Jeffrey Johnson is a legal writer with a focus on personal injury. He has worked on personal injury and sovereign immunity litigation in addition to experience in family, estate, and criminal law. He earned a J.D. from the University of Baltimore and has worked in legal offices and non-profits in Maryland, Texas, and North Carolina. He has also earned an MFA in screenwriting from Chapman Univer...

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UPDATED: Dec 29, 2019

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Sometimes known as a wealth trust, a legacy trust is an irrevocable trust that lets you set aside assets for future generations. The legacy trust is a flexible asset protection and saving option that allows you to use funds for emergency situations or create an estate to pass on.

How a Legacy Trust Works

The legacy trust functions as a second, protected estate. It essentially removes assets out of your primary estate and into a secondary estate in the form of the trust. This places assets out of reach of creditors and protects them from estate and death taxes. You can set up the legacy trust and fund it during your lifetime via annual gifts.

Unlike with similar trusts, the donor cannot also be the trustee–one has to be appointed. However, you do not have to wait until the donor is incapacitated or passes away to use the legacy trust assets. In some ways the legacy trust acts like a “savings” plan. The trustee can direct funds to be used for college tuition, or income for children or grandchildren. The legacy trust can be used for emergency medical or long-term care needs for the donor or creator of the trust.

When the donor passes away, the trustee can distribute the legacy trust assets. However, because this is not an inter vivos (“during life”) transfer, the assets will be subject to probate. The donor may want to strategically transfer assets to beneficiaries during his or her life to avoid this situation. This decision is best made after consultation with an attorney.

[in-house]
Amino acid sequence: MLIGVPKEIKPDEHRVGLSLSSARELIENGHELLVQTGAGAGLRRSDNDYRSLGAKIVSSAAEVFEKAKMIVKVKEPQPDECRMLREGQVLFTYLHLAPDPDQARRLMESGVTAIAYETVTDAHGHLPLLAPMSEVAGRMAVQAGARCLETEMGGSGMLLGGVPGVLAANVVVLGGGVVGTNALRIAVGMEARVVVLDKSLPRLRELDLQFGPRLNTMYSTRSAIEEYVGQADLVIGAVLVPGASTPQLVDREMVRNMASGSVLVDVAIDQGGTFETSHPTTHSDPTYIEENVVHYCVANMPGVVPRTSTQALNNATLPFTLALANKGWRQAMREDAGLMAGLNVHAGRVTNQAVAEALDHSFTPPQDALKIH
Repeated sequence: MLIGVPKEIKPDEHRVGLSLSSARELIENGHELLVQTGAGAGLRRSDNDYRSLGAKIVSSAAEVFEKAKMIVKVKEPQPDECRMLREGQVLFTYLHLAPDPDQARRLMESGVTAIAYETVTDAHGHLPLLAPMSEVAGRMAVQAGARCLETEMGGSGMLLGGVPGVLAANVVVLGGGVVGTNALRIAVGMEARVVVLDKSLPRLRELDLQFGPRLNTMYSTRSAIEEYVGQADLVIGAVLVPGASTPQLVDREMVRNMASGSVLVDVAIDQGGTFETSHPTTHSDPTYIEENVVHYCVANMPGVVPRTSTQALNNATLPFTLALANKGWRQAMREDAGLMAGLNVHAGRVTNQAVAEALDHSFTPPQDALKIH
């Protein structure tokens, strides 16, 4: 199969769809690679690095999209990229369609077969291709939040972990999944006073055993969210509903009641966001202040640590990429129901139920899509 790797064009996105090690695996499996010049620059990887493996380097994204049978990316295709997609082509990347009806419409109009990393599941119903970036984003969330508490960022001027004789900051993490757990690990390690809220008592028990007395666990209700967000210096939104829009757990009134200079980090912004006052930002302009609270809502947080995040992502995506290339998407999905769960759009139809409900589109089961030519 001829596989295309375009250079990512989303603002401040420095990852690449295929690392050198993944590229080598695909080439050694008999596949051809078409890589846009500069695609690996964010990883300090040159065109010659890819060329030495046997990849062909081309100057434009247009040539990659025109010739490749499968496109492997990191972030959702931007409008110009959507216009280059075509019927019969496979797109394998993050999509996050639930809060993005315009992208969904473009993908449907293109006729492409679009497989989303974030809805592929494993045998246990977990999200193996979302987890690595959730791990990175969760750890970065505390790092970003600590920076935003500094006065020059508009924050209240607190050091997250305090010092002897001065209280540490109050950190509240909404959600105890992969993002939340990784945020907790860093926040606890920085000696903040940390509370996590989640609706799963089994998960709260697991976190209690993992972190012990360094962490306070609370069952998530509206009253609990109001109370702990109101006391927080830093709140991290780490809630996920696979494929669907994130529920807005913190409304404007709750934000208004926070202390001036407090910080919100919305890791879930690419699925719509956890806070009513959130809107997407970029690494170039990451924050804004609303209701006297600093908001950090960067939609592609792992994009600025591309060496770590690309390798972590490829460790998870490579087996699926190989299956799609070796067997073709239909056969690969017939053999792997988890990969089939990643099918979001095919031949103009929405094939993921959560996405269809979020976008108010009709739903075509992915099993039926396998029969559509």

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Benefits of a Legacy Trust

As your “second” estate, the legacy trust affords you some degree of asset protection. It has tax benefits and is not subject to the same Internal Revenue Service rules as a traditional estate. With the exception of assets transferred at the time of death, the legacy trust is not subject to probate or administered with court supervision. That means activities associated with the trust assets are kept confidential and out of public record.

Because it is considered separate and outside of your assets, the legacy trust acts as a wall, protecting your assets against divorcing spouses of children, creditors, and judgments against you and your family. Taking advantage of this type of protection can be complicated. How and when the legacy trust is set up may make it vulnerable to certain types of credit or legal action. This is another issue which ought to be discussed with an attorney.

Getting Legal Help

While the legacy trust offers a number of benefits and a high level of flexibility for an irrevocable trust, setting one up requires a high level of technical expertise. There are a number of tax and legal issues that are unique to the legacy trust. This is why it’s important to find a trust company and estate planning attorney who is familiar with the legacy trust and capable of advising you about whether it’s the right choice for your situation.